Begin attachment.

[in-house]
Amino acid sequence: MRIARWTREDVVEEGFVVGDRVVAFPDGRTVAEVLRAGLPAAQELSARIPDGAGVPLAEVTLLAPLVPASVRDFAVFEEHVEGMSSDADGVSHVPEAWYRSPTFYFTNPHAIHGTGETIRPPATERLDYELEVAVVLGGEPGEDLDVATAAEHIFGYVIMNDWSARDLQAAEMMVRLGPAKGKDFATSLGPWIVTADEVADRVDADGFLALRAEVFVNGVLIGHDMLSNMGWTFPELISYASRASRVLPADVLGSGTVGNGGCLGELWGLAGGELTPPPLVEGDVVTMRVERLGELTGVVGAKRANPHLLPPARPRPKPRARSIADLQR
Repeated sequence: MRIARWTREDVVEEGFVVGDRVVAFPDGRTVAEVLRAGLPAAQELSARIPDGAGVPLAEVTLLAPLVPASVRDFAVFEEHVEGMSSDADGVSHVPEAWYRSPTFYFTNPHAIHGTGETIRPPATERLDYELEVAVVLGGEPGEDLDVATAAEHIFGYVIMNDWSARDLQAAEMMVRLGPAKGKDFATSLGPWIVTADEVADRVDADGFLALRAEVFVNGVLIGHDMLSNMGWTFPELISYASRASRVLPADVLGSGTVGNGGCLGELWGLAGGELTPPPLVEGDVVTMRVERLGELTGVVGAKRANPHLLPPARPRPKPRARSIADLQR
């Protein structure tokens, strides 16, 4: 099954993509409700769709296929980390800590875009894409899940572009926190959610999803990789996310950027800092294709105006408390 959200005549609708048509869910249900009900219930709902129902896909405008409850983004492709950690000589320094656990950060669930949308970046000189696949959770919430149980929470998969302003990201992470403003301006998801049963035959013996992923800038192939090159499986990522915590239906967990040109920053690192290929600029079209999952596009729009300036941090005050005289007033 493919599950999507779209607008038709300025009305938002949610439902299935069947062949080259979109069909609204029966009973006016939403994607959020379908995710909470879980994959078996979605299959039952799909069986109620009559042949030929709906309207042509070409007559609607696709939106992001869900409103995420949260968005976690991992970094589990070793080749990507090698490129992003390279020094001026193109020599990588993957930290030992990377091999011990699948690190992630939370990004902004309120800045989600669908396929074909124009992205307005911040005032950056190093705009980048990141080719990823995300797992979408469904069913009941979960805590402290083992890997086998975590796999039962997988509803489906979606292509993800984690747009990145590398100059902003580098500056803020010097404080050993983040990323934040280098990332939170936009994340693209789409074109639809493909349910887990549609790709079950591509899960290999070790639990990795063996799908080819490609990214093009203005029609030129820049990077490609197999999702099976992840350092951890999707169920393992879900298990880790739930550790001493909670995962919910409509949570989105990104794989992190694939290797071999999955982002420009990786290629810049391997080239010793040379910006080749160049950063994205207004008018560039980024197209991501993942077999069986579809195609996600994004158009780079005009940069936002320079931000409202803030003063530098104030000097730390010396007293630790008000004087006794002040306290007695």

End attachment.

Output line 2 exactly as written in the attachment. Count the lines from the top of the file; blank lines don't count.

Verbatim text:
Amino acid sequence: MRIARWTREDVVEEGFVVGDRVVAFPDGRTVAEVLRAGLPAAQELSARIPDGAGVPLAEVTLLAPLVPASVRDFAVFEEHVEGMSSDADGVSHVPEAWYRSPTFYFTNPHAIHGTGETIRPPATERLDYELEVAVVLGGEPGEDLDVATAAEHIFGYVIMNDWSARDLQAAEMMVRLGPAKGKDFATSLGPWIVTADEVADRVDADGFLALRAEVFVNGVLIGHDMLSNMGWTFPELISYASRASRVLPADVLGSGTVGNGGCLGELWGLAGGELTPPPLVEGDVVTMRVERLGELTGVVGAKRANPHLLPPARPRPKPRARSIADLQR